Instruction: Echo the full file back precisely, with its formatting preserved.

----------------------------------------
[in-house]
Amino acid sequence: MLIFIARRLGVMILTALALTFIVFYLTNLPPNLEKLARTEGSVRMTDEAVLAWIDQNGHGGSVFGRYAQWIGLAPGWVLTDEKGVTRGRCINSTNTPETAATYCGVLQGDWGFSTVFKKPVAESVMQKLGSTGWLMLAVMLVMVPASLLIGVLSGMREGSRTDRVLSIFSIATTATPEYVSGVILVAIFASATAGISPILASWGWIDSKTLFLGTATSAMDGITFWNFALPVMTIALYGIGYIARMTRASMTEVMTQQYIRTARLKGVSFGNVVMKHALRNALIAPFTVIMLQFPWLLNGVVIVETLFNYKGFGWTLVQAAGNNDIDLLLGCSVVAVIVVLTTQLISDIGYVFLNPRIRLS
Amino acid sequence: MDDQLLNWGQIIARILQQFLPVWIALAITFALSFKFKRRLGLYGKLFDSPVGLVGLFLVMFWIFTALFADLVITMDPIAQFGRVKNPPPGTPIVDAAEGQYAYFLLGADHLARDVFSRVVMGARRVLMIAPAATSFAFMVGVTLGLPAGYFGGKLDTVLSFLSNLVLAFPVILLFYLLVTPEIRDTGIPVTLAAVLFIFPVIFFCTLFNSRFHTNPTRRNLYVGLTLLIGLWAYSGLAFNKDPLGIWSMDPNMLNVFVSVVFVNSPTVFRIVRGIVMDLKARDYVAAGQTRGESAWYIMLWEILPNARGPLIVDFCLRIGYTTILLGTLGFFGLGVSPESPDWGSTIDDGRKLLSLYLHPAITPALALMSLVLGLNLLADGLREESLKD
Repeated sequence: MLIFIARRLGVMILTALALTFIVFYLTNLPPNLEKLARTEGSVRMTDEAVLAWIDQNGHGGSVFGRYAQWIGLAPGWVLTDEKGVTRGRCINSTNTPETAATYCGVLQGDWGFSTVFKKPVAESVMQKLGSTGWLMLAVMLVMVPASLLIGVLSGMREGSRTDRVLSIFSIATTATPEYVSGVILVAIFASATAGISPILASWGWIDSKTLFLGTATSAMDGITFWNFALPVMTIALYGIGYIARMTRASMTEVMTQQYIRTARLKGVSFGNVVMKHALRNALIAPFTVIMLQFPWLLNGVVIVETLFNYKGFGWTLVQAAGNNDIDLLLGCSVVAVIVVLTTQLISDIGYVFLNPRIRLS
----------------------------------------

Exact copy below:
[in-house]
Amino acid sequence: MLIFIARRLGVMILTALALTFIVFYLTNLPPNLEKLARTEGSVRMTDEAVLAWIDQNGHGGSVFGRYAQWIGLAPGWVLTDEKGVTRGRCINSTNTPETAATYCGVLQGDWGFSTVFKKPVAESVMQKLGSTGWLMLAVMLVMVPASLLIGVLSGMREGSRTDRVLSIFSIATTATPEYVSGVILVAIFASATAGISPILASWGWIDSKTLFLGTATSAMDGITFWNFALPVMTIALYGIGYIARMTRASMTEVMTQQYIRTARLKGVSFGNVVMKHALRNALIAPFTVIMLQFPWLLNGVVIVETLFNYKGFGWTLVQAAGNNDIDLLLGCSVVAVIVVLTTQLISDIGYVFLNPRIRLS
Amino acid sequence: MDDQLLNWGQIIARILQQFLPVWIALAITFALSFKFKRRLGLYGKLFDSPVGLVGLFLVMFWIFTALFADLVITMDPIAQFGRVKNPPPGTPIVDAAEGQYAYFLLGADHLARDVFSRVVMGARRVLMIAPAATSFAFMVGVTLGLPAGYFGGKLDTVLSFLSNLVLAFPVILLFYLLVTPEIRDTGIPVTLAAVLFIFPVIFFCTLFNSRFHTNPTRRNLYVGLTLLIGLWAYSGLAFNKDPLGIWSMDPNMLNVFVSVVFVNSPTVFRIVRGIVMDLKARDYVAAGQTRGESAWYIMLWEILPNARGPLIVDFCLRIGYTTILLGTLGFFGLGVSPESPDWGSTIDDGRKLLSLYLHPAITPALALMSLVLGLNLLADGLREESLKD
Repeated sequence: MLIFIARRLGVMILTALALTFIVFYLTNLPPNLEKLARTEGSVRMTDEAVLAWIDQNGHGGSVFGRYAQWIGLAPGWVLTDEKGVTRGRCINSTNTPETAATYCGVLQGDWGFSTVFKKPVAESVMQKLGSTGWLMLAVMLVMVPASLLIGVLSGMREGSRTDRVLSIFSIATTATPEYVSGVILVAIFASATAGISPILASWGWIDSKTLFLGTATSAMDGITFWNFALPVMTIALYGIGYIARMTRASMTEVMTQQYIRTARLKGVSFGNVVMKHALRNALIAPFTVIMLQFPWLLNGVVIVETLFNYKGFGWTLVQAAGNNDIDLLLGCSVVAVIVVLTTQLISDIGYVFLNPRIRLS